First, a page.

Shack makes casual comebackWhen Trudy Bergren started working at the Shack Restaurant in 1980, she liked the refinement of the eatery that got its start as a supper club. A native of Germany, she was accustomed to tablecloths and flowers at the table, and the refined dining atmosphere.
By: Shelley Nelson, Superior Telegram
When Trudy Bergren started working at the Shack Restaurant in 1980, she liked the refinement of the eatery that got its start as a supper club.
A native of Germany, she was accustomed to tablecloths and flowers at the table, and the refined dining atmosphere.
But 32 years later, she said the restaurant needed to change to keep attracting new customers.
After all, she may not have made $1 million serving the people who walked through the Shack’s doors, but she had the honor of meeting as many people.
And she’s hopeful of increasing that wealth in a more contemporary atmosphere.
That change is coming at 7 a.m. Saturday when the Shack reopens its door for a more casual dining experience.
After an extensive remodel of the bar area that now includes a portion of the old banquet facilities, the Shack is reopening to a more contemporary kind of crowd.
Bergren can’t wait to see customers — “friends” — she’s met over the years again, but she’s also looking forward to making new one’s with the restaurant’s new look and feel.
“We just couldn’t shake that old supper club image,” said owner Seth Oliver, who closed the restaurant in July to accommodate the remodeling project designed to improve flow and give the restaurant a more contemporary, casual feel.
Changes in the kitchen and beverage stations were designed to provide more expedient service to ensure customers aren’t left waiting and wondering if they’ve been forgotten.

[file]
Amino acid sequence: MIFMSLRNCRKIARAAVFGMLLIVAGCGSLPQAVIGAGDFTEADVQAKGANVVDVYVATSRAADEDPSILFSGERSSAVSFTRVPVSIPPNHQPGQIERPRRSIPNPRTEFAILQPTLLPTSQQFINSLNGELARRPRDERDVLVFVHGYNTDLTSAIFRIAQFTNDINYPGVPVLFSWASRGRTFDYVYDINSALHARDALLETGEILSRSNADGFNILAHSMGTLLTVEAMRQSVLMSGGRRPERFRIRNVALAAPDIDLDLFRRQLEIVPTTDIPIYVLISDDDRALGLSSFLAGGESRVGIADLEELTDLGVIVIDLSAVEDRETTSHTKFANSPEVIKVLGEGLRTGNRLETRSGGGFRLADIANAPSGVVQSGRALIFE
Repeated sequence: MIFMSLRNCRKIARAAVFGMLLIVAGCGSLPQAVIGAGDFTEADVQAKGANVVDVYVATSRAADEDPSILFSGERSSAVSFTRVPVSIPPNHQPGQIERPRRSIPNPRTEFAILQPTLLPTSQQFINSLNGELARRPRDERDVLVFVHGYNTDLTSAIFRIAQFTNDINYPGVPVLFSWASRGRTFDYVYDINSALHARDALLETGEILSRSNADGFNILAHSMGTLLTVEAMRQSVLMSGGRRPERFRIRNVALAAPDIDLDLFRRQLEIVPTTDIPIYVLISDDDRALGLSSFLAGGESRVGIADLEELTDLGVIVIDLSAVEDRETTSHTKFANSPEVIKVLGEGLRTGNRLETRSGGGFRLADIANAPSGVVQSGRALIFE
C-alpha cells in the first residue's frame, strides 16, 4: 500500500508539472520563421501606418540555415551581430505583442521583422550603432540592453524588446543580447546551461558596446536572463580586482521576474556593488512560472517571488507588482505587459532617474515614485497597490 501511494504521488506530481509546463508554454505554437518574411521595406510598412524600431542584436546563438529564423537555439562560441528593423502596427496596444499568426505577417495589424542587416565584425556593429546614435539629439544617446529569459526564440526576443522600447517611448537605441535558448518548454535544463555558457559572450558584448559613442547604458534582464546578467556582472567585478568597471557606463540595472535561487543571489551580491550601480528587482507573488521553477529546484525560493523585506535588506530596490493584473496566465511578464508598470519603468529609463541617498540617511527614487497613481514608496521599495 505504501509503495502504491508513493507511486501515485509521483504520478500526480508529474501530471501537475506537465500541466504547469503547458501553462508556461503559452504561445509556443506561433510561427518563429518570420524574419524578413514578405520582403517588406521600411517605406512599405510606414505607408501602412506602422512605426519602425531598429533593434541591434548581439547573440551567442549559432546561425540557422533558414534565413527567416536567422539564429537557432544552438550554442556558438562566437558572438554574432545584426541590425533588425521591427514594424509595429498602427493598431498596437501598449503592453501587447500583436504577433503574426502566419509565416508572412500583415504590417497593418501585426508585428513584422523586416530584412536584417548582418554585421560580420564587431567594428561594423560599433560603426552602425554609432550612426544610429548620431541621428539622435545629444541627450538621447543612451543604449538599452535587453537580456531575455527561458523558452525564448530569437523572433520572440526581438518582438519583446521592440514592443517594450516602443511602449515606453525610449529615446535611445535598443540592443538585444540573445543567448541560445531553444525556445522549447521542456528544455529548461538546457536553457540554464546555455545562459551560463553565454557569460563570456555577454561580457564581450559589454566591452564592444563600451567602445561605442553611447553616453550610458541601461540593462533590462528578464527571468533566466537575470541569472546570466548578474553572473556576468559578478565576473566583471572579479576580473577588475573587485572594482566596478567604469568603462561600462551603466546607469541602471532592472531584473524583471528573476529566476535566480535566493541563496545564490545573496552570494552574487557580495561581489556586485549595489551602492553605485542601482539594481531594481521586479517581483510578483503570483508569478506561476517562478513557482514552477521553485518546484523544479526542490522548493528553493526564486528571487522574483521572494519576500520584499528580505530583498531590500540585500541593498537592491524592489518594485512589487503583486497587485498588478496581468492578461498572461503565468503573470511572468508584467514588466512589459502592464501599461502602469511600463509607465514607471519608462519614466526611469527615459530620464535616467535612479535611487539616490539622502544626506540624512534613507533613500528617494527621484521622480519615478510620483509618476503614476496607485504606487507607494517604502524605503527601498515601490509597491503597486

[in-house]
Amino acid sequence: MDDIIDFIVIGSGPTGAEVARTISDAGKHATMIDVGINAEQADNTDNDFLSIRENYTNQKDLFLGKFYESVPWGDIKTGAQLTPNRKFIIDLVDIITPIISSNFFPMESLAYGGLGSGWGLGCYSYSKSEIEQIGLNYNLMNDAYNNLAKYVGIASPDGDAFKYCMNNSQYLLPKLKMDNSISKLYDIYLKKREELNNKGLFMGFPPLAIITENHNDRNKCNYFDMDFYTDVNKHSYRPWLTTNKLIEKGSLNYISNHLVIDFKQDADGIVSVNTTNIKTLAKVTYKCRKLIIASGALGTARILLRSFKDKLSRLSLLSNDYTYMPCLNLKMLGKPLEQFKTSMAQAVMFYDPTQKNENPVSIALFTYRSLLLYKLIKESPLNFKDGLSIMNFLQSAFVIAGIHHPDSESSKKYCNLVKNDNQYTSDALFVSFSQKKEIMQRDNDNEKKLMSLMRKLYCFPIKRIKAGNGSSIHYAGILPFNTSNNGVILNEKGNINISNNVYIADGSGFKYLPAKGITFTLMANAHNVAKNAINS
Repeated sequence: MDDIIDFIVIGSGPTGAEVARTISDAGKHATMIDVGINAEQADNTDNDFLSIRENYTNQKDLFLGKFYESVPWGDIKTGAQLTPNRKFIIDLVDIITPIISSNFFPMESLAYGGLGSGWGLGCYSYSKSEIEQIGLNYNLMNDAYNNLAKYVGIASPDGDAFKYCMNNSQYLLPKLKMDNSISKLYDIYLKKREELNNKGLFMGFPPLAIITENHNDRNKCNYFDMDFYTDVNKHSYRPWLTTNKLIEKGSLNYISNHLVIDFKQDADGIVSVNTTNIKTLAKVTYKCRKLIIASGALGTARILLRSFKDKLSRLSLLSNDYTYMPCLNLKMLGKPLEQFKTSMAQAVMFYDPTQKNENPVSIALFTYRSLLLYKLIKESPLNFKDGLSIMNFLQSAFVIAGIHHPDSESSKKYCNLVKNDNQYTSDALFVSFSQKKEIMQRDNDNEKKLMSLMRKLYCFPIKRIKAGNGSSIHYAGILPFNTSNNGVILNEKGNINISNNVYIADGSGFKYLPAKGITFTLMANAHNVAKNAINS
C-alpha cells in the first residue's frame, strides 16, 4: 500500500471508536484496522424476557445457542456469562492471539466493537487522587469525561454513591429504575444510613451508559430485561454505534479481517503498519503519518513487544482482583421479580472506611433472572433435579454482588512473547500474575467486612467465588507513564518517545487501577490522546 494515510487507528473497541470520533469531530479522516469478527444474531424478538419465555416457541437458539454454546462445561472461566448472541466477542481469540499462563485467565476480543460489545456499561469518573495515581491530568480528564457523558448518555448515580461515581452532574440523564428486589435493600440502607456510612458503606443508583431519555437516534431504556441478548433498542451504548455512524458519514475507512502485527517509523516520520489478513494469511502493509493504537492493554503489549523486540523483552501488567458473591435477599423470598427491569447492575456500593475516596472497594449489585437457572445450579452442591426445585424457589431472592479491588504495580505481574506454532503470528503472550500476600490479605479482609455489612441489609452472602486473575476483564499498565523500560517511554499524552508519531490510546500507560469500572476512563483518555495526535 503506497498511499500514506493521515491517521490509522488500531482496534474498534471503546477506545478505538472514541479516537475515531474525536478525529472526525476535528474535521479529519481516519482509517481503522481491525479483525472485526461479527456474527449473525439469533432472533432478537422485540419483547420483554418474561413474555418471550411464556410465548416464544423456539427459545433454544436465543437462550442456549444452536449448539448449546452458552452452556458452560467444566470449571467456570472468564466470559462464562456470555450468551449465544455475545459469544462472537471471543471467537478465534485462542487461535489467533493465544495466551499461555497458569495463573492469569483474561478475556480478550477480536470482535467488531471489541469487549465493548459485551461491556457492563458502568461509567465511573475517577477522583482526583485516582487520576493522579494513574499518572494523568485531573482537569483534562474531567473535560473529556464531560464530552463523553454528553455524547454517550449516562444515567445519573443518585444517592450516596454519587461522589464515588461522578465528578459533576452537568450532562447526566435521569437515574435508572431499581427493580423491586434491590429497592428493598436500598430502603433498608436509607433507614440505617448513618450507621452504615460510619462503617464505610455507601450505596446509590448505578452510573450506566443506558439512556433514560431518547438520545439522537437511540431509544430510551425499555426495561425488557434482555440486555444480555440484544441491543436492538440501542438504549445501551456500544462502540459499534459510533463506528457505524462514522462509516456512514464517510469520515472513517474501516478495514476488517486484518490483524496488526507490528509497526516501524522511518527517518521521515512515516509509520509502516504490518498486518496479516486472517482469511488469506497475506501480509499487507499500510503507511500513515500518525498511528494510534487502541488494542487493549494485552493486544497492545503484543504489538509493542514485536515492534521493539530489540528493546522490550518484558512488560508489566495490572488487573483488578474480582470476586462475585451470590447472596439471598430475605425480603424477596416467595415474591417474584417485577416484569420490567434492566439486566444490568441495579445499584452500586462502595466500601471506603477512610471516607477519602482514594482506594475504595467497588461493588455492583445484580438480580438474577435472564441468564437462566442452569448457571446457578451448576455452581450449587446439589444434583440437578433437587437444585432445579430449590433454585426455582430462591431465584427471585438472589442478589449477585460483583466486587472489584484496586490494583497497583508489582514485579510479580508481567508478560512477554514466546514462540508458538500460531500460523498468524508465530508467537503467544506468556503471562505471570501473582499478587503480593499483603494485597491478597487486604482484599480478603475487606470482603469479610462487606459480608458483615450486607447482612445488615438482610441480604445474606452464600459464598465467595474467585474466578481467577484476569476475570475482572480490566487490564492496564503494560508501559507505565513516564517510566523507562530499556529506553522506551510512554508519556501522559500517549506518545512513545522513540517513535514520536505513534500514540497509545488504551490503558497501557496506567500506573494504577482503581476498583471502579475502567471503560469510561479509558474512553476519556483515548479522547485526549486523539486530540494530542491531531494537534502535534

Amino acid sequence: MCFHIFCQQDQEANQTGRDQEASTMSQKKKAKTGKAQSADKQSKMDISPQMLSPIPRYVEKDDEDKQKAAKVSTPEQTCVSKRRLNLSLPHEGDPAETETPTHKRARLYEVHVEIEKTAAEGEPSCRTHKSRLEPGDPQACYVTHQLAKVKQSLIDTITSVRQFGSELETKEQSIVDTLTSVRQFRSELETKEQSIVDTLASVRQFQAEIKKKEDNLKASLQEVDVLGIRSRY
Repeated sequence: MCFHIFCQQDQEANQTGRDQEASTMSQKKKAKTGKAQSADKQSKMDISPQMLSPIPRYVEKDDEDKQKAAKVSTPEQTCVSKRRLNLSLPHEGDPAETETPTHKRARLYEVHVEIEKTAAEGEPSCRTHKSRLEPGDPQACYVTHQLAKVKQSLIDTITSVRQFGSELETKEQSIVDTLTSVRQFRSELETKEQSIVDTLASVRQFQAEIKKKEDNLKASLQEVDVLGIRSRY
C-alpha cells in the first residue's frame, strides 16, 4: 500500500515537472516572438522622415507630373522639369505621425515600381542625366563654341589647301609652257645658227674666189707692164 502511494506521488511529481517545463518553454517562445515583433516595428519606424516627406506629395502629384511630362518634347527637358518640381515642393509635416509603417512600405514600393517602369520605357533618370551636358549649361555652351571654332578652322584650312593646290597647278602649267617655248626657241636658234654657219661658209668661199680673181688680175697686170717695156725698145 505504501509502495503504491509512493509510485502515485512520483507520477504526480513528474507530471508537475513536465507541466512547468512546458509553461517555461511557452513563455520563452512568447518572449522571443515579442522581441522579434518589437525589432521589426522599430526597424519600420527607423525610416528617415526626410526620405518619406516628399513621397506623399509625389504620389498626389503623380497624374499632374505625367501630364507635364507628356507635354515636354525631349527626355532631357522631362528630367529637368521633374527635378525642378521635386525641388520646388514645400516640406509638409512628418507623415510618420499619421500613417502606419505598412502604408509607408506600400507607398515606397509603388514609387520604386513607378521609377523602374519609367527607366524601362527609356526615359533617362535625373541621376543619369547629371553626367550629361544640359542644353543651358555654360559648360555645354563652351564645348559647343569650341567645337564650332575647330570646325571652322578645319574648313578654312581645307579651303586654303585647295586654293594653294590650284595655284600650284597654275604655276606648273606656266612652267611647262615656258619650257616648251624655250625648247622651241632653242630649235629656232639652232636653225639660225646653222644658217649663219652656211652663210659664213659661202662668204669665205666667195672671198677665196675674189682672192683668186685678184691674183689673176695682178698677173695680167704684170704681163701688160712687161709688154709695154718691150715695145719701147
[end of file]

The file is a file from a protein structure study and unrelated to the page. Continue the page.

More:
People are busier today, Oliver said, and they may not have time to spend an hour in a restaurant. They don’t want to get dressed up to go out to dinner, he said.
“This will be a place they can stop on their way home from work,” Oliver said.
And when they do, they will be greeted by familiar faces as well 18 new and enthusiastic servers who spent the week in training and putting the final touches on the newly re-created but familiar spot.
Diane Munger, a 16-year veteran of the Shack, said she’s been thrilled to hear the excitement of the new staff as they learned about their new jobs and the enthusiasm they have as they learn how to serve customers well.
Munger is excited herself for the opportunity to serve in the newly created Shack.
“The restaurant will be open until 10 p.m. and the bar menu will run to midnight,” she said.
And it’s a new menu as well. While plans include entrees, Oliver said there will be more options for sandwiches, salads and pizza — specifically; the pizza’s now available at the Barker’s Island Inn.
“We’ll have the best breakfast menu,” Oliver said. Over the five months the Shack was closed, Oliver said he and the restaurants chefs have traveled every Wednesday to eateries throughout the region and Twin Cities to create the best breakfast menu in the region.
And everything the restaurant serves — from sauces to entrees will be made on site.
Don’t think for a moment that means slower service.
It’s a design restructured to better serve customers’ needs, Oliver said.
You will have to shake that old frame of mind; however, to enjoy what the Shack has to offer. And don’t go to the old dining room doors. That’s a project waiting to be fully developed, Oliver said.
But there are still many things the Shack’s old customers can still appreciate.
“Trudy will be here until she says she’s had enough,” Munger said. “And she doesn’t forget anyone.”
And Bergren is looking forward to making new friends in a restaurant that once reminded her of the refinement of her native country.
“We’ve got to look to the future,” Bergren said.